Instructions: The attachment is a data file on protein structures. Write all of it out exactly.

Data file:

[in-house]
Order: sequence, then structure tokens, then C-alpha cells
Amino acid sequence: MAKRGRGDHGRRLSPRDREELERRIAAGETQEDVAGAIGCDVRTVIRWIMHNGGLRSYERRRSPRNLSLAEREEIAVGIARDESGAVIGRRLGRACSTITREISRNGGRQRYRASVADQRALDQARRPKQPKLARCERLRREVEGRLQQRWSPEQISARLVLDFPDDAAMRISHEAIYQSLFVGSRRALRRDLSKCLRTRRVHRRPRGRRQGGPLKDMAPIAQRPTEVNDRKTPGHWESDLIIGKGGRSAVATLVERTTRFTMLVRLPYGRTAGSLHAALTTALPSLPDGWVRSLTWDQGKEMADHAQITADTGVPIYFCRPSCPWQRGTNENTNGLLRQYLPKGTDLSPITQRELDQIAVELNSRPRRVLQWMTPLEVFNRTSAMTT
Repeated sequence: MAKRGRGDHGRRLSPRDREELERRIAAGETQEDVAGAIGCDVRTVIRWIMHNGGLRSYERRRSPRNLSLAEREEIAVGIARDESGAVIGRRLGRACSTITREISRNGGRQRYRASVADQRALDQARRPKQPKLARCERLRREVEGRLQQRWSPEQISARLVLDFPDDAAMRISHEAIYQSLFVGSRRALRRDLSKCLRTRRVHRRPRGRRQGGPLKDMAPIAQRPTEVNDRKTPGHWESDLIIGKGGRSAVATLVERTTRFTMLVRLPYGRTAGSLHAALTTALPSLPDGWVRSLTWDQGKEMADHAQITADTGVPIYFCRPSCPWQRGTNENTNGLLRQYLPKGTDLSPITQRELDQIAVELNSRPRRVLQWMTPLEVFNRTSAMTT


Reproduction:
[in-house]
Order: sequence, then structure tokens, then C-alpha cells
Amino acid sequence: MAKRGRGDHGRRLSPRDREELERRIAAGETQEDVAGAIGCDVRTVIRWIMHNGGLRSYERRRSPRNLSLAEREEIAVGIARDESGAVIGRRLGRACSTITREISRNGGRQRYRASVADQRALDQARRPKQPKLARCERLRREVEGRLQQRWSPEQISARLVLDFPDDAAMRISHEAIYQSLFVGSRRALRRDLSKCLRTRRVHRRPRGRRQGGPLKDMAPIAQRPTEVNDRKTPGHWESDLIIGKGGRSAVATLVERTTRFTMLVRLPYGRTAGSLHAALTTALPSLPDGWVRSLTWDQGKEMADHAQITADTGVPIYFCRPSCPWQRGTNENTNGLLRQYLPKGTDLSPITQRELDQIAVELNSRPRRVLQWMTPLEVFNRTSAMTT
Repeated sequence: MAKRGRGDHGRRLSPRDREELERRIAAGETQEDVAGAIGCDVRTVIRWIMHNGGLRSYERRRSPRNLSLAEREEIAVGIARDESGAVIGRRLGRACSTITREISRNGGRQRYRASVADQRALDQARRPKQPKLARCERLRREVEGRLQQRWSPEQISARLVLDFPDDAAMRISHEAIYQSLFVGSRRALRRDLSKCLRTRRVHRRPRGRRQGGPLKDMAPIAQRPTEVNDRKTPGHWESDLIIGKGGRSAVATLVERTTRFTMLVRLPYGRTAGSLHAALTTALPSLPDGWVRSLTWDQGKEMADHAQITADTGVPIYFCRPSCPWQRGTNENTNGLLRQYLPKGTDLSPITQRELDQIAVELNSRPRRVLQWMTPLEVFNRTSAMTT